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China, Japan enjoy fruits of cooperation

50th anniversary of normalization of relations brings reflections on achievements and the path ahead

By WANG XU in Tokyo | China Daily | Updated: 2022-09-30 07:03
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Significance highlighted

Guests from China join in with the unveiling of a bronze statue of the monk Jianzhen in Tokyo's Ueno Park on July 20. [Photo/Xinhua]

Commenting on the significance of the visit and the diplomatic statement, Chinese Ambassador to Japan Kong Xuanyou said: "The China-Japan Joint Statement put a complete end to the postwar confrontation and isolation between Beijing and Tokyo, ushering in a new historical chapter.

"As we commemorate the 50th anniversary of the normalization of Sino-Japanese diplomatic ties this year, it is a right occasion to honor the strategic vision and political courage of the older generation leaders, and also the firm conviction of the two peoples to pursue peace and development."

Relations between the two countries enjoyed a honeymoon period in the 1970s and 1980s, when Japan used its expertise gained from rapid economic growth, along with government loans, to help China develop its infrastructure and pursue industrial projects.

The Baoshan steel plant in Shanghai and similar projects became symbols of this cooperation, marked by win-win outcomes in the way they promoted the flow of talent, skills and technology from Japan while laying the foundation for Japan's huge presence in China's industrial and consumer markets.

The two countries managed to maintain somewhat good political relations in the 1990s. But they began to sour in the 2000s when Japan's then-prime minister Junichiro Koizumi repeatedly visited the notorious Yasukuni Shrine, where 14 Class-A war criminals are honored in Japan.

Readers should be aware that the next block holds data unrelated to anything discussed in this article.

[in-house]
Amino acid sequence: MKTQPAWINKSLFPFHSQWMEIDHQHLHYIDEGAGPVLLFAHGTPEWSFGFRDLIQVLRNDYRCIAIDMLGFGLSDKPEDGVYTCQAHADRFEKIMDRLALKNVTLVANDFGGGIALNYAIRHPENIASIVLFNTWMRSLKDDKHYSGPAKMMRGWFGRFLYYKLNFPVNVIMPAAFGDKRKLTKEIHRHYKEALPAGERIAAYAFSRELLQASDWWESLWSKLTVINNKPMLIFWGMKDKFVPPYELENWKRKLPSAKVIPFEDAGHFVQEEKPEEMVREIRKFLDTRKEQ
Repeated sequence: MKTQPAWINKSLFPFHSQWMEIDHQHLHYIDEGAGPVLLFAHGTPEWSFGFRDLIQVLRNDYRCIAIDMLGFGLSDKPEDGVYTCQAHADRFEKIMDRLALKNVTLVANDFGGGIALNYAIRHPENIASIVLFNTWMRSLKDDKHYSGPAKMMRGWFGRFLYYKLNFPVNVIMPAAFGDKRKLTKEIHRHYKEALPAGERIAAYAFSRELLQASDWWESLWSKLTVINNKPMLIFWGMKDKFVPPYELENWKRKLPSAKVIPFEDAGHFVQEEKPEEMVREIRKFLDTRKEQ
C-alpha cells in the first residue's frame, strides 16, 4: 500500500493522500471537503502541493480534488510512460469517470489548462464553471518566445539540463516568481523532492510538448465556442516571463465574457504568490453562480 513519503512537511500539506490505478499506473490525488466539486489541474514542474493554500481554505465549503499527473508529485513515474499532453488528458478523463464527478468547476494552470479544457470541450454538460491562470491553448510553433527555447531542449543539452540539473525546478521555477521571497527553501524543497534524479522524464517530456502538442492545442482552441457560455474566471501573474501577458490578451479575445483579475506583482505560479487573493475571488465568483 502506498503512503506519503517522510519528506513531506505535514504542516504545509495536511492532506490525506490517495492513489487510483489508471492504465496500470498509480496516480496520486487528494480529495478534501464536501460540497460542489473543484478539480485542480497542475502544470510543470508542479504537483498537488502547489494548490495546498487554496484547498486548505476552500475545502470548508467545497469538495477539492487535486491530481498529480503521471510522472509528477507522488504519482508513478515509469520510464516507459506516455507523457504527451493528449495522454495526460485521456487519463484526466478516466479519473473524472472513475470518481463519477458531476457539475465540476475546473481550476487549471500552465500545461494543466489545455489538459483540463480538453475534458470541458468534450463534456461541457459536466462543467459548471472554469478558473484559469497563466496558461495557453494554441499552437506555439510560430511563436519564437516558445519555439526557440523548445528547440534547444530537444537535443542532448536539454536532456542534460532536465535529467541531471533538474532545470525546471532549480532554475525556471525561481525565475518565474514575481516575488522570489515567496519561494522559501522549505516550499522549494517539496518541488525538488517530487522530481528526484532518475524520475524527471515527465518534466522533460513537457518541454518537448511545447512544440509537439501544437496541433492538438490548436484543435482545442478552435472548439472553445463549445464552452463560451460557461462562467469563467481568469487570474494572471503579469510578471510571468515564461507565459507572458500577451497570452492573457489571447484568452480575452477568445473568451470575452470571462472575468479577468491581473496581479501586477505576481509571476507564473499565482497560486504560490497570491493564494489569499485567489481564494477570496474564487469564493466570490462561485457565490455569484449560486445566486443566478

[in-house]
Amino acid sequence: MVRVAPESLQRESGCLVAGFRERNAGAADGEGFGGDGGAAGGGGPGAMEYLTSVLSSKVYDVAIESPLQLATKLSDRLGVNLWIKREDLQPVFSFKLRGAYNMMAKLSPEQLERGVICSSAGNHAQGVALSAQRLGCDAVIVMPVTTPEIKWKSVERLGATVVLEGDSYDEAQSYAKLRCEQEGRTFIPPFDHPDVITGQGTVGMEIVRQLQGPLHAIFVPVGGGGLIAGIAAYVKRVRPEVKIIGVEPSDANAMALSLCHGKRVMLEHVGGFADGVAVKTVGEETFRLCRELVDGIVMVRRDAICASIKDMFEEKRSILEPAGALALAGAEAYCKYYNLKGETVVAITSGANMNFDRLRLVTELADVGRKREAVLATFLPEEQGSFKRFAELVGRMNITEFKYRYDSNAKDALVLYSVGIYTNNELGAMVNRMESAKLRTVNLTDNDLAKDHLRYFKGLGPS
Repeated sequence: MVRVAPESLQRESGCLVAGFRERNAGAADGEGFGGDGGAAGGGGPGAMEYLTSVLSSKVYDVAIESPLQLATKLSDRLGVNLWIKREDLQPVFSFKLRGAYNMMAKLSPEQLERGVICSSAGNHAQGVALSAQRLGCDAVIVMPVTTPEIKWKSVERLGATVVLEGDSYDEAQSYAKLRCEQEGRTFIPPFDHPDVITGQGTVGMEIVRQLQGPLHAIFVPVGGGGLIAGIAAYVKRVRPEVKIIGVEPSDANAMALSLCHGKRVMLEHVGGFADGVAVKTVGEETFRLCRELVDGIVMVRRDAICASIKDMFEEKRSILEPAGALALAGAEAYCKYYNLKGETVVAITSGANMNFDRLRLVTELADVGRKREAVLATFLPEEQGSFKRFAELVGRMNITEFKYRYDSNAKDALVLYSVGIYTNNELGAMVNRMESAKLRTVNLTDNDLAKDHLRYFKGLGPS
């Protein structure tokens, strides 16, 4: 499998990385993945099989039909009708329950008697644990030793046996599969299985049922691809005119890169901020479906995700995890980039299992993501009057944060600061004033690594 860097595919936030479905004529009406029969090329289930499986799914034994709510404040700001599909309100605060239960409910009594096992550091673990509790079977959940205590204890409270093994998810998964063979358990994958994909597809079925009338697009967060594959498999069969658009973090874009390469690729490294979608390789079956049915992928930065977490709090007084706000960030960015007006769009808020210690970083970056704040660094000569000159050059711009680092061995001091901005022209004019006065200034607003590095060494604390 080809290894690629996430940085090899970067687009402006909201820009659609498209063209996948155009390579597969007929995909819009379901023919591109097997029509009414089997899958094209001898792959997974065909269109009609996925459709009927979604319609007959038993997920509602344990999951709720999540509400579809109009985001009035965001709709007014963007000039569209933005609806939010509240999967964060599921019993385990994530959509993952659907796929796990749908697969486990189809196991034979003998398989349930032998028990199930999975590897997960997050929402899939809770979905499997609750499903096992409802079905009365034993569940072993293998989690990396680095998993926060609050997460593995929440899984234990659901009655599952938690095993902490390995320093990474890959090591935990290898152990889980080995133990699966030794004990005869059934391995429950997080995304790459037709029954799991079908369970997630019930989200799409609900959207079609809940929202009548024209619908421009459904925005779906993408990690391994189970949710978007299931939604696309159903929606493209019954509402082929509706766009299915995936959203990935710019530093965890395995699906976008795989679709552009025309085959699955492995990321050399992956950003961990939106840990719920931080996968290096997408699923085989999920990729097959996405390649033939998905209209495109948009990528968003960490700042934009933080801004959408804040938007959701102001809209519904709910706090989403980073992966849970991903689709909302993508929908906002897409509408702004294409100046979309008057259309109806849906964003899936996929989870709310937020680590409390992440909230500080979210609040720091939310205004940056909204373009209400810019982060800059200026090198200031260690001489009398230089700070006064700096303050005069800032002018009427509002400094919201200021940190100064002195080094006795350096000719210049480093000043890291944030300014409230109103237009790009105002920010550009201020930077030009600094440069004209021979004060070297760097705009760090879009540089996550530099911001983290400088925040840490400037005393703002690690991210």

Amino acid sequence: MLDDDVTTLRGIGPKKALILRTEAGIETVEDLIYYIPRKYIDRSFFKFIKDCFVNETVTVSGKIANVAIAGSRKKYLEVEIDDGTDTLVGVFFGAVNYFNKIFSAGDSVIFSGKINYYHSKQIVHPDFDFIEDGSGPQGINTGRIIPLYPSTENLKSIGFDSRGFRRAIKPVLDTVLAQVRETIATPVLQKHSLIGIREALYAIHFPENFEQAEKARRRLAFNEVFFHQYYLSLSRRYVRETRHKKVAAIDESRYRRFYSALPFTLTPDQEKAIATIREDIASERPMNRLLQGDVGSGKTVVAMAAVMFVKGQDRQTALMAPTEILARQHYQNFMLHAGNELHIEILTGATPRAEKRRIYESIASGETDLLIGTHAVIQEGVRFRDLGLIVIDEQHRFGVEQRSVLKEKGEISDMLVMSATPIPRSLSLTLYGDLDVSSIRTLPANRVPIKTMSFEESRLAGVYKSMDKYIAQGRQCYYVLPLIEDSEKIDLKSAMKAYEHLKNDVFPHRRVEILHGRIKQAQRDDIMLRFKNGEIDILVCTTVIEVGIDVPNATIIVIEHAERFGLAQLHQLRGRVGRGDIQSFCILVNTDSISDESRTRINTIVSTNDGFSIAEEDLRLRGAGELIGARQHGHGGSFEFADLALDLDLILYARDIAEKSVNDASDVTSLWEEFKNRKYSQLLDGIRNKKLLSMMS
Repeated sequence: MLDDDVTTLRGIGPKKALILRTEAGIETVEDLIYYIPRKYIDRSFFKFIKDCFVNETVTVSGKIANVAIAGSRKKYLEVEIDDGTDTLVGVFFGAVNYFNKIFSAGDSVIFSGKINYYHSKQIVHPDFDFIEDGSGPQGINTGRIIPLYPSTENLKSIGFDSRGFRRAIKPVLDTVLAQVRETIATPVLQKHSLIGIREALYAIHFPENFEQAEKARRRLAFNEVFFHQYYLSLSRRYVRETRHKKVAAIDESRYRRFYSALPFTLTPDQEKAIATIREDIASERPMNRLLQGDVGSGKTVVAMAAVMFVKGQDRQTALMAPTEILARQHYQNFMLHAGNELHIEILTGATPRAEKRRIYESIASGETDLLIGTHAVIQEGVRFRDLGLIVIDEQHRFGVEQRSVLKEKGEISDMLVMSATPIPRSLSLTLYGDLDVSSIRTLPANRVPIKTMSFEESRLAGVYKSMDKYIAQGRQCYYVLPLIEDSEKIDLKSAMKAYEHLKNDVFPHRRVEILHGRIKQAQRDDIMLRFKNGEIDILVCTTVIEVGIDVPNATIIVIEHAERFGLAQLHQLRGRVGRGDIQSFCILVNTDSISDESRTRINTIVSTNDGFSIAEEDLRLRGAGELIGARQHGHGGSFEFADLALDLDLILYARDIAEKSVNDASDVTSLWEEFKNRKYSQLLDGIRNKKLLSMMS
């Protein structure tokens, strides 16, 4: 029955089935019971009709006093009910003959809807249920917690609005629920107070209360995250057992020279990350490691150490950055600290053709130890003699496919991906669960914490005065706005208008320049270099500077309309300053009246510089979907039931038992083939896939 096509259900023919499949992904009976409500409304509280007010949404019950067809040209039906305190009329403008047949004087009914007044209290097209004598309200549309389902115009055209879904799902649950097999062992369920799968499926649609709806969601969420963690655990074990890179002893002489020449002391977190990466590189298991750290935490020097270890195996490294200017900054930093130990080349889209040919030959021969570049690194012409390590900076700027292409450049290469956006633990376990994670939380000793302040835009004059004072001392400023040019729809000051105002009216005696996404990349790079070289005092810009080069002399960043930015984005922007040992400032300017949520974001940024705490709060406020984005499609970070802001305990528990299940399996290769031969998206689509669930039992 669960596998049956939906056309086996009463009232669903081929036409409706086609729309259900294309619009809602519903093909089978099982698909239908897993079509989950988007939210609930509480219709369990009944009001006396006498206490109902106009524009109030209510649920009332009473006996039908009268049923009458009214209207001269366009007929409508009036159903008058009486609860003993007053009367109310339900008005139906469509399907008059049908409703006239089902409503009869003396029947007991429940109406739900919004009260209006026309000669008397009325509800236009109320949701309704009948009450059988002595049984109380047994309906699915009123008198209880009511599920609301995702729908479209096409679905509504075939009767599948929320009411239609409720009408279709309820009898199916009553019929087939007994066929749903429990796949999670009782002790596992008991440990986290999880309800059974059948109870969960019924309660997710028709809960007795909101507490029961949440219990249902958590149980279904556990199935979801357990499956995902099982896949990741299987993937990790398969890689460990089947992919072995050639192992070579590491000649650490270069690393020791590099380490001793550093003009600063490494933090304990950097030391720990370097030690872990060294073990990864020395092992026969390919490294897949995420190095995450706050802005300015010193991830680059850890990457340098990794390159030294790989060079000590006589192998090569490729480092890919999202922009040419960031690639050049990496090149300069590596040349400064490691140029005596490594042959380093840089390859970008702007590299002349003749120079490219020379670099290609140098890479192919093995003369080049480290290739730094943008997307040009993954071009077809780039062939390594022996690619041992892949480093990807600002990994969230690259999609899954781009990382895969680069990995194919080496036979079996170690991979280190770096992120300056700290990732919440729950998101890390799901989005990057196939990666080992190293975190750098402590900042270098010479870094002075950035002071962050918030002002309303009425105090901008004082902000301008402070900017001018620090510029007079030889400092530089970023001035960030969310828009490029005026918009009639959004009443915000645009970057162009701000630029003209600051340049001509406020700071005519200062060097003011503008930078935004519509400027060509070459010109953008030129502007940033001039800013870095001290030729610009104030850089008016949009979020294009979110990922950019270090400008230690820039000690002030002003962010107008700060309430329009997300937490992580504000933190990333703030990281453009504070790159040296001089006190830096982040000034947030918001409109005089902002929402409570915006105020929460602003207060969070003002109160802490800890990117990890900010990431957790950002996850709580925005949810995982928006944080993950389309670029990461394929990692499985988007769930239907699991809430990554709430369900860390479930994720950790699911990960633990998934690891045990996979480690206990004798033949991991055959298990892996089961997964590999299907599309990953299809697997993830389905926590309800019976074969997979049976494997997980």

The shrine is regarded as a symbol of Japan's past atrocities and militarism worldwide and its Yushukan, a war museum inside the shrine, espouses Japan's right-wing narrative of its militaristic past.

The ties then entered a downward spiral a decade ago following Japan's unilateral change of its policy and the status quo concerning China's Diaoyu Islands by illegally "nationalizing" them in 2012.

The trade conflict initiated against China by US president Donald Trump in 2018 saw a further erosion of the China-Japan relationship. In line with the US' actions, Japan heavily politicized economic activities between it and China, including effectively banning communications equipment from China's Huawei Technologies and ZTE imposed that year.

The administration of US President Joe Biden is also focused on using economic security as a political weapon and is urging its allies to join in with such efforts against China. Tokyo, which has been caught up in the rivalry, has appeared more enthusiastic than ever to align itself with the US in terms of regional geopolitical and economic confrontation, at the expense of its economic ties with China.

"Japanese Prime Minister Fumio Kishida's government has been aggressively promoting the so-called economic security concept, with the Japanese parliament in May passing an economic security bill aimed at guarding technology and reinforcing critical supply chains," said Wang Qi, a researcher of East Asian Studies at the Chinese Academy of Social Sciences in Beijing. Such actions have led many to believe that the Japanese government is using economic security as an excuse to shut out China, Wang said.

However, despite efforts by some Japanese policymakers to bring about what amounts to an economic decoupling with China, a gap is apparent between the rhetoric of these policymakers and how companies are going about their business in China. In spite of the noise in some quarters, economic ties between the neighbors remain robust — arguably stronger than ever.

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